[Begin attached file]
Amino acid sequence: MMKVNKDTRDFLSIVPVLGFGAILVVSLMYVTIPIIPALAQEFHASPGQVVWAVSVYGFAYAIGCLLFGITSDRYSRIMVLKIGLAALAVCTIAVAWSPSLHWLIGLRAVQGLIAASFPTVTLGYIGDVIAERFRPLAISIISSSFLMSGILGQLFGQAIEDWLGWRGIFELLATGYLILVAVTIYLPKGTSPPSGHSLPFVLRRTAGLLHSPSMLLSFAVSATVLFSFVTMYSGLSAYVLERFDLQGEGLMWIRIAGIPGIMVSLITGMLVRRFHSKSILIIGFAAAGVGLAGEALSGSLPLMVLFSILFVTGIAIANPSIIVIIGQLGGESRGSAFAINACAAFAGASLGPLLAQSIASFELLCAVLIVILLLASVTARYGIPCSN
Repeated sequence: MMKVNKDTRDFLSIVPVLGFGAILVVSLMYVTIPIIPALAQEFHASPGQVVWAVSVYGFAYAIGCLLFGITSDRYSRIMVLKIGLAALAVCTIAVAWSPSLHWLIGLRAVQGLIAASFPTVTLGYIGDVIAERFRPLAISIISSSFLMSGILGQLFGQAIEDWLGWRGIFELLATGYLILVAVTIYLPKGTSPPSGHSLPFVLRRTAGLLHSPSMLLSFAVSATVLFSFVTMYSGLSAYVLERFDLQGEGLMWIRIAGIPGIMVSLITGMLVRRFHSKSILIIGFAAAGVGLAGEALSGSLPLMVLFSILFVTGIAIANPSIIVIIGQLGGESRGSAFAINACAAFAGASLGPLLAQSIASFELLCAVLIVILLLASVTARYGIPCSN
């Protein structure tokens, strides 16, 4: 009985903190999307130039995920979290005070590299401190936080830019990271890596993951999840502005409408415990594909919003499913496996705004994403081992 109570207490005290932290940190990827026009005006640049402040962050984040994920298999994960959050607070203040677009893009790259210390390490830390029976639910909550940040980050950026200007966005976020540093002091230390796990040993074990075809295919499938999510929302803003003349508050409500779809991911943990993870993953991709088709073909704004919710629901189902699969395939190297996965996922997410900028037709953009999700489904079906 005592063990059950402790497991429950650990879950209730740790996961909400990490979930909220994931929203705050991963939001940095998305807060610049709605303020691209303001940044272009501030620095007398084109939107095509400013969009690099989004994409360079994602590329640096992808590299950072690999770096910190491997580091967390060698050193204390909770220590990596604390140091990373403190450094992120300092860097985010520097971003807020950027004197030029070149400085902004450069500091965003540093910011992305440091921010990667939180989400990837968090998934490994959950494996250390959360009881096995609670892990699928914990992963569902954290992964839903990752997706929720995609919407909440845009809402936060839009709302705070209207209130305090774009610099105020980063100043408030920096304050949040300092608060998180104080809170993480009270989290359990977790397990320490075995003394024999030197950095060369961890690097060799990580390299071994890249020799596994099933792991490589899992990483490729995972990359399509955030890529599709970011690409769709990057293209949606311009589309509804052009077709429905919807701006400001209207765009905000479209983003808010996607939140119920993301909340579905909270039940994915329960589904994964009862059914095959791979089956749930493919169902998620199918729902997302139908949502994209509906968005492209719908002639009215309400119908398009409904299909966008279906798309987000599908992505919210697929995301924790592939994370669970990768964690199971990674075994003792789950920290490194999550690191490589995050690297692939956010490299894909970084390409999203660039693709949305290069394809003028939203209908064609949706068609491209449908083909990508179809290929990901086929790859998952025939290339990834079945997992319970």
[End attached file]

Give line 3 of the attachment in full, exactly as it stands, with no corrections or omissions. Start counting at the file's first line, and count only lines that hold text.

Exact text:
């Protein structure tokens, strides 16, 4: 009985903190999307130039995920979290005070590299401190936080830019990271890596993951999840502005409408415990594909919003499913496996705004994403081992 109570207490005290932290940190990827026009005006640049402040962050984040994920298999994960959050607070203040677009893009790259210390390490830390029976639910909550940040980050950026200007966005976020540093002091230390796990040993074990075809295919499938999510929302803003003349508050409500779809991911943990993870993953991709088709073909704004919710629901189902699969395939190297996965996922997410900028037709953009999700489904079906 005592063990059950402790497991429950650990879950209730740790996961909400990490979930909220994931929203705050991963939001940095998305807060610049709605303020691209303001940044272009501030620095007398084109939107095509400013969009690099989004994409360079994602590329640096992808590299950072690999770096910190491997580091967390060698050193204390909770220590990596604390140091990373403190450094992120300092860097985010520097971003807020950027004197030029070149400085902004450069500091965003540093910011992305440091921010990667939180989400990837968090998934490994959950494996250390959360009881096995609670892990699928914990992963569902954290992964839903990752997706929720995609919407909440845009809402936060839009709302705070209207209130305090774009610099105020980063100043408030920096304050949040300092608060998180104080809170993480009270989290359990977790397990320490075995003394024999030197950095060369961890690097060799990580390299071994890249020799596994099933792991490589899992990483490729995972990359399509955030890529599709970011690409769709990057293209949606311009589309509804052009077709429905919807701006400001209207765009905000479209983003808010996607939140119920993301909340579905909270039940994915329960589904994964009862059914095959791979089956749930493919169902998620199918729902997302139908949502994209509906968005492209719908002639009215309400119908398009409904299909966008279906798309987000599908992505919210697929995301924790592939994370669970990768964690199971990674075994003792789950920290490194999550690191490589995050690297692939956010490299894909970084390409999203660039693709949305290069394809003028939203209908064609949706068609491209449908083909990508179809290929990901086929790859998952025939290339990834079945997992319970």